Meanwhile, production itself of the structure having the shape of the tetrapod is known from, for example, "Journal of Crystal Growth" 102, pages 965-973, (1990). The manufacturing method of the present invention can be widely applied to such known technology.

Furthermore, in this embodiment, the cantilever body is formed by the thin film of SiO2. However, the cantilever body may also be formed by a thin film of Si3 N4 or a metallic thin film of tungsten, gold, etc.

In addition to the needle crystals mainly consisting of zinc oxide in the three-dimensional structure having the shape of the tetrapod, the same effects can be achieved by the needle crystals mainly consisting of zinc selenide.

Moreover, structures formed by needle crystals having a large mechanical strength, such as SiC, Al2 O3, W, graphite, Fe, Cu, B, Sn, Pb, In, potassium titanate, etc. can be employed as the probe brought into contact with the cantilever body. However, since these structures are of two-dimensional construction, the production yield of the structures is inferior to that of the structure having the shape of the tetrapod.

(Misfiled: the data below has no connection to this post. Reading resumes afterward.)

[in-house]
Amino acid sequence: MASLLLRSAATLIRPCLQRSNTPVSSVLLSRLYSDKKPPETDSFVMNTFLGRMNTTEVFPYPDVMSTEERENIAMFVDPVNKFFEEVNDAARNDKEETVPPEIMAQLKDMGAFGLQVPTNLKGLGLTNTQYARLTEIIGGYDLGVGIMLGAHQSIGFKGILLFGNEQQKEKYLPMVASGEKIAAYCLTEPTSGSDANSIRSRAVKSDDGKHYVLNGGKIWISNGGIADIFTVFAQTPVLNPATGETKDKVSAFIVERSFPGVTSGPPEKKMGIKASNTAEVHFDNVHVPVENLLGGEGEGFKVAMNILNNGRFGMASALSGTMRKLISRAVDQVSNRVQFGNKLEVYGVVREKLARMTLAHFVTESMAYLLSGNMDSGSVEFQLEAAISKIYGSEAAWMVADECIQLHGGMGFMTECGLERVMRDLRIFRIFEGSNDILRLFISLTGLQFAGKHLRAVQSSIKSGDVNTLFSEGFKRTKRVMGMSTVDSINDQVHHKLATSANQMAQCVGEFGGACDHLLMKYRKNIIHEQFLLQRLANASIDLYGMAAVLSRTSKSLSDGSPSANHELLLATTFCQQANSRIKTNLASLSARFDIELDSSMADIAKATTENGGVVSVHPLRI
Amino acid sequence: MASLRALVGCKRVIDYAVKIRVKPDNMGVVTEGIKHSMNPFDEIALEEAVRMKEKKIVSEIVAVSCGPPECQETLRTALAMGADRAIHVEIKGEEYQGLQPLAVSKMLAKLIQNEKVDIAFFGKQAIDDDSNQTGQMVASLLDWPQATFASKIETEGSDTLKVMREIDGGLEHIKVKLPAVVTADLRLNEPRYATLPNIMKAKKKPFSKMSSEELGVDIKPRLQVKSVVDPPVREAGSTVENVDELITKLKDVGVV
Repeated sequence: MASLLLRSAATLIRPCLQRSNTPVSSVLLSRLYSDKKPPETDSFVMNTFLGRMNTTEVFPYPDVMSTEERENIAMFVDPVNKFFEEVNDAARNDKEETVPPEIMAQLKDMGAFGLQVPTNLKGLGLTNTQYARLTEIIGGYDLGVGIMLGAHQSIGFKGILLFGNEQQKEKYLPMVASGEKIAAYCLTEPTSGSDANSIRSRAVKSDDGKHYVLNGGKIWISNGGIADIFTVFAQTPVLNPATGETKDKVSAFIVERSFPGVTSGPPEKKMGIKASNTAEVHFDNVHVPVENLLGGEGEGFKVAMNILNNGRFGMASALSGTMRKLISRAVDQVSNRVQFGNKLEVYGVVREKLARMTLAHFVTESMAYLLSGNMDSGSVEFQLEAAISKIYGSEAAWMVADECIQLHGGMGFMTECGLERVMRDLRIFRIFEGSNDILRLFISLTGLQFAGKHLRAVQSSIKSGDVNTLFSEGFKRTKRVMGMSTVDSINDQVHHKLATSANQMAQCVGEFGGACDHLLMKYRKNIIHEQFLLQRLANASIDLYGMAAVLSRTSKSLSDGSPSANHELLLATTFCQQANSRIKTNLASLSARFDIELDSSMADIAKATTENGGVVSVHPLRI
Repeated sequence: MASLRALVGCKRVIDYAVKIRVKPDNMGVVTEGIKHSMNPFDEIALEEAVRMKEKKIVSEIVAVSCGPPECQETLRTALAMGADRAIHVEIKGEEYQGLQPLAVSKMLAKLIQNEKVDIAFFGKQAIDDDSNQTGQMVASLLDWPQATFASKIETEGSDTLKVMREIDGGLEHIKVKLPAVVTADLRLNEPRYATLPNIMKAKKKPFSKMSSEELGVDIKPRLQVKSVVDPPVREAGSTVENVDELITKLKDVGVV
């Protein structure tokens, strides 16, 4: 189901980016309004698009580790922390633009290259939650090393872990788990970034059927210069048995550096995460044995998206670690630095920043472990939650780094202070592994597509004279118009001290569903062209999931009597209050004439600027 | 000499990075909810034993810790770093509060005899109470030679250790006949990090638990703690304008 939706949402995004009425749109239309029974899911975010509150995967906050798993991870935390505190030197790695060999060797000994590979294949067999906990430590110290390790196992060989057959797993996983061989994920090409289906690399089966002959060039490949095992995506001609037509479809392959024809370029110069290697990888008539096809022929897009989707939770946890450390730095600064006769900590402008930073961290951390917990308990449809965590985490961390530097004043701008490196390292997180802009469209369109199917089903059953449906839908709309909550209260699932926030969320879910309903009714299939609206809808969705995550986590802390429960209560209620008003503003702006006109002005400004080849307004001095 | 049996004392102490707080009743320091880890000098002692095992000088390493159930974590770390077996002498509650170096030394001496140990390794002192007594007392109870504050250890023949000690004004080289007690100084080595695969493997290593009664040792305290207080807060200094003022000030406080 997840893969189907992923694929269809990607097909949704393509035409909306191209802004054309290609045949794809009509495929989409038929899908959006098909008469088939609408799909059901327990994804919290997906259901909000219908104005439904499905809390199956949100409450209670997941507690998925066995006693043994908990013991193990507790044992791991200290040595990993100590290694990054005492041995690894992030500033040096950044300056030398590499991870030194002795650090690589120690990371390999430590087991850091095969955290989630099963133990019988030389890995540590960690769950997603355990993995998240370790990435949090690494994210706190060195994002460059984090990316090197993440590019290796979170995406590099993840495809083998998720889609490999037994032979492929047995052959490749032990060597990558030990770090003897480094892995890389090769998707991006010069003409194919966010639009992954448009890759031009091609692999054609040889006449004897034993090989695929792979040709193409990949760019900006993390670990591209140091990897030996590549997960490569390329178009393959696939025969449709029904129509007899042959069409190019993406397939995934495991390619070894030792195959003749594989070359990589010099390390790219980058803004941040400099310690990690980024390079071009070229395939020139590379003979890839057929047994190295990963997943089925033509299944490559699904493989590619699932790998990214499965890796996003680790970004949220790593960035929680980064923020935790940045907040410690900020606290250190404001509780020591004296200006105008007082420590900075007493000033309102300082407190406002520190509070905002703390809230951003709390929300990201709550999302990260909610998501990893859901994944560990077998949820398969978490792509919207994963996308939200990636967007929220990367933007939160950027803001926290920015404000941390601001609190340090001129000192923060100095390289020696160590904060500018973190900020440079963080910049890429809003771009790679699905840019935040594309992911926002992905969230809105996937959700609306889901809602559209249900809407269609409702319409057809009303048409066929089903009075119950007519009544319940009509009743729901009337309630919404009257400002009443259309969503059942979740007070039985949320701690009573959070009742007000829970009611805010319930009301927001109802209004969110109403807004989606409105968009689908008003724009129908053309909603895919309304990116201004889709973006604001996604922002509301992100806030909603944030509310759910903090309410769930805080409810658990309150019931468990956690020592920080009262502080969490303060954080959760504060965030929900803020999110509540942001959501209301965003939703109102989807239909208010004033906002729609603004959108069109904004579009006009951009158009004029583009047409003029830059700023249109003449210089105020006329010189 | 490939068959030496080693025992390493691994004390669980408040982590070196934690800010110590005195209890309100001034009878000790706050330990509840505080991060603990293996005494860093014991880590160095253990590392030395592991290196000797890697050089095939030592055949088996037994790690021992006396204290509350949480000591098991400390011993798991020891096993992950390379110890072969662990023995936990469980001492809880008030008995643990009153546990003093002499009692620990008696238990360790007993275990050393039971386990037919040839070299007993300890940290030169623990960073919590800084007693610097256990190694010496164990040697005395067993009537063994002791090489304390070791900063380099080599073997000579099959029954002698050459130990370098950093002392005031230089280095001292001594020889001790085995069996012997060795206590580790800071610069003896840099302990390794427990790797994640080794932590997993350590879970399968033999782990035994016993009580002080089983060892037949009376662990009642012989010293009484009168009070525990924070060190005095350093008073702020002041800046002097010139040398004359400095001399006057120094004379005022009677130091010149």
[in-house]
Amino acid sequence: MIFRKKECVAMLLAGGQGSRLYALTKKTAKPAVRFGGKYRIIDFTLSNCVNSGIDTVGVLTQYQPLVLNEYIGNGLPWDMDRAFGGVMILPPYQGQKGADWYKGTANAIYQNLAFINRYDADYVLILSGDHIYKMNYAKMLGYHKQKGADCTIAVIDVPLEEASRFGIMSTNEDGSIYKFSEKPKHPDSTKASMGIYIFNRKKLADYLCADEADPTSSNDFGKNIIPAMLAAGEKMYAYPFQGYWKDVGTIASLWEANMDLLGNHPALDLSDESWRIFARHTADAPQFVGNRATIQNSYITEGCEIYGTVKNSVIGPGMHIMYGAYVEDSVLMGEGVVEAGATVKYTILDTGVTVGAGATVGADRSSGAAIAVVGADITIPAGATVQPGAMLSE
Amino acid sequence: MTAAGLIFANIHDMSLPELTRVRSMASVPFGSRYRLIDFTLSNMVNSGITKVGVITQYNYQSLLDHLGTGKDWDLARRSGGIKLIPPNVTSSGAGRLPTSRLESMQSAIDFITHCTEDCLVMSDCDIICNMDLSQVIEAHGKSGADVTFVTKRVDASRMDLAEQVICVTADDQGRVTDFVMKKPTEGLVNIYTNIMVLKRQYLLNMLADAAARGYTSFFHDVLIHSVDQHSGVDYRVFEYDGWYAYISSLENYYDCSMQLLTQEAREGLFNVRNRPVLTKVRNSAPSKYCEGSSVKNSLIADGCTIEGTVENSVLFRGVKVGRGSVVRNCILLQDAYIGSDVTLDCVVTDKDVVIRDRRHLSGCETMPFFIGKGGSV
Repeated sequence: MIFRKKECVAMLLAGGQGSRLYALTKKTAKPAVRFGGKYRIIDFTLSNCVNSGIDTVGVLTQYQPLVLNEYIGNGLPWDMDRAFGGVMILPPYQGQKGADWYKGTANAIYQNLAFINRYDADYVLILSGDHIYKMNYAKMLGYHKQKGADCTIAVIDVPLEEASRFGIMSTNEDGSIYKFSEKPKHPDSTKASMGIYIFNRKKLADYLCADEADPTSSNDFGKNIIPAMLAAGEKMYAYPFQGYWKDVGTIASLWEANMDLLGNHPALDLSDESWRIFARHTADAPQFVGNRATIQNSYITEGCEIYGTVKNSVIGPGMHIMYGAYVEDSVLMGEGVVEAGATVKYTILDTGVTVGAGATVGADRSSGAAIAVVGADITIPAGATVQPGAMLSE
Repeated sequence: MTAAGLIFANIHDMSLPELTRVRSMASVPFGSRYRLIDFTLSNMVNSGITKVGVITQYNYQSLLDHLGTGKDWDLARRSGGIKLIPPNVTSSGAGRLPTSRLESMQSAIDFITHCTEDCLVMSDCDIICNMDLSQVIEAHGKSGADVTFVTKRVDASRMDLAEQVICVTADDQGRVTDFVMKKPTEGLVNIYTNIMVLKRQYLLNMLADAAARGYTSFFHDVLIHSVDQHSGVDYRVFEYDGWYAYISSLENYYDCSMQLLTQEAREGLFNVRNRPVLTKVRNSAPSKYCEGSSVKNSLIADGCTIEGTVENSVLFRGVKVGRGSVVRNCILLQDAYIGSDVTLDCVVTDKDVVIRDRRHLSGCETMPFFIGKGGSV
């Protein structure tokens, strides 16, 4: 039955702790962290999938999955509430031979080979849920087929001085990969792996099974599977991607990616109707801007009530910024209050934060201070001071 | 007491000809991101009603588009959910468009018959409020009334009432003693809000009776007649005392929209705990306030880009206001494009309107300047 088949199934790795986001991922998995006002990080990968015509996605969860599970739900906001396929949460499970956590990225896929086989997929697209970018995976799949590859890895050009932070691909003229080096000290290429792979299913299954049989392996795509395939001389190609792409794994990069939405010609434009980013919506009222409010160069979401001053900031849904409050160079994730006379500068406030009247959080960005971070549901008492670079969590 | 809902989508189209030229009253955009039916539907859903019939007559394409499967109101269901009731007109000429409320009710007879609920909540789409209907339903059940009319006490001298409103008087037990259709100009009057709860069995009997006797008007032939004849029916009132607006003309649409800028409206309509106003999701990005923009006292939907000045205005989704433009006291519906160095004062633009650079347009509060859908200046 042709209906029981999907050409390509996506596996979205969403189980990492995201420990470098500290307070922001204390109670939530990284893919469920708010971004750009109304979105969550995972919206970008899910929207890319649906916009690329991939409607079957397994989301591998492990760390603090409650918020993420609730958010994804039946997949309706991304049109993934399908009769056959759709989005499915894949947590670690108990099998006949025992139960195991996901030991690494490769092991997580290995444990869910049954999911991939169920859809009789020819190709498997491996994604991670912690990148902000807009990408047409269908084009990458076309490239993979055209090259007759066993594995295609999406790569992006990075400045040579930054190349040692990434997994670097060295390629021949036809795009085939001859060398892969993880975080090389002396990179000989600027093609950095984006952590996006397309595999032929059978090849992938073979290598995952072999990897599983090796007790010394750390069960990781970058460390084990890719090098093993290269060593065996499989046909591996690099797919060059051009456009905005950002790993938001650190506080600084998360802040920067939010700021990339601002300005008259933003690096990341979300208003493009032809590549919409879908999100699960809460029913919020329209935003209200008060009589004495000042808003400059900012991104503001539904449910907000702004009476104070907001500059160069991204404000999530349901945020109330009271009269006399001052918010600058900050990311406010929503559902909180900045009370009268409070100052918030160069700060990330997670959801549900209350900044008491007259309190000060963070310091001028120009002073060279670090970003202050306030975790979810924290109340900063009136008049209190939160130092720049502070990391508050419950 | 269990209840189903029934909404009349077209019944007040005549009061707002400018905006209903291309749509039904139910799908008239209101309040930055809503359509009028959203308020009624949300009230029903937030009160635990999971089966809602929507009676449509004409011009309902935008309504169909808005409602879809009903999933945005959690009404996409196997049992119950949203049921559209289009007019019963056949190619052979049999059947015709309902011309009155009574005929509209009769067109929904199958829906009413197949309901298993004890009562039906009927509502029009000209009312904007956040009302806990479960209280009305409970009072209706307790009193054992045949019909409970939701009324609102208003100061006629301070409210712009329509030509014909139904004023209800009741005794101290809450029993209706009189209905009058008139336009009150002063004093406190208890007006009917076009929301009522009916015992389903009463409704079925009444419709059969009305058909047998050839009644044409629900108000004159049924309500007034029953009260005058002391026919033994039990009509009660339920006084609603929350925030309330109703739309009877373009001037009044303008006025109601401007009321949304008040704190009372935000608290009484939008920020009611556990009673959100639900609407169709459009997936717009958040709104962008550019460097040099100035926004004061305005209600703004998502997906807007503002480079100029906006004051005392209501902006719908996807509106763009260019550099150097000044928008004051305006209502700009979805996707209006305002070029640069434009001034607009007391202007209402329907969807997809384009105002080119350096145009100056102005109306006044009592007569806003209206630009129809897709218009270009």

FIGS. 6a to 6c show steps of a method of manufacturing a cantilever K2 for an AFM according to a second embodiment of the present invention. Initially, a surface of minute particles of zinc having a size of 1 to 100 μm is oxidized in water. Subsequently, the minute particles are dried and then, heated to 920 C. in an atmosphere of oxygen. Thus, crystal growth of the minute particles is halfway continued so as to obtain a structure 9 made of zinc oxide and having the shape of a tetrapod as shown in FIG. 6a. Meanwhile, a cantilever body 11 is formed by a V-shaped thin film made of SiO2 by photolithography and having a length of 100 μm and a thickness of 1.5 μm. Subsequently, the structure 9 is attached to a distal end portion of the cantilever body 11 by using silver paste 10 as shown in FIG. 6b. Since the structure 9 of zinc oxide has the shape of the tetrapod, the structure 9 can be stably secured to the cantilever body 11 by three legs of the structure 9, while the remaining one leg can be projected from the cantilever body 11 so as to be oriented substantially perpendicularly to the cantilever 11. Thereafter, the structure 9 is again heated to 920 C. in an atmosphere of oxygen such that crystal growth of the structure 9 is performed completely. As a result, a structure 12 having the shape of a tetrapod, in which crystal growth has been performed completely, is obtained as shown in FIG. 6c. In the structure 12, each of legs has a length of 5 to 20 μm. Meanwhile, observation of the legs of the structure 12 by a transmission electron microscope has revealed that a distal end of each of the legs of the structure 12 has a radius of curvature of not more than 5 nm. One needle crystal grown perpendicularly to the main face of the cantilever body 11 is employed as a probe of the AFM. In this manufacturing method, since the distal end of each of the needle crystals is grown after the needle crystals grown halfway have been bonded to the cantilever body, it becomes possible to prevent the undesirable phenomenon of the distal end of each of the needle crystals becoming damaged when the structure of zinc oxide is attached to the cantilever body.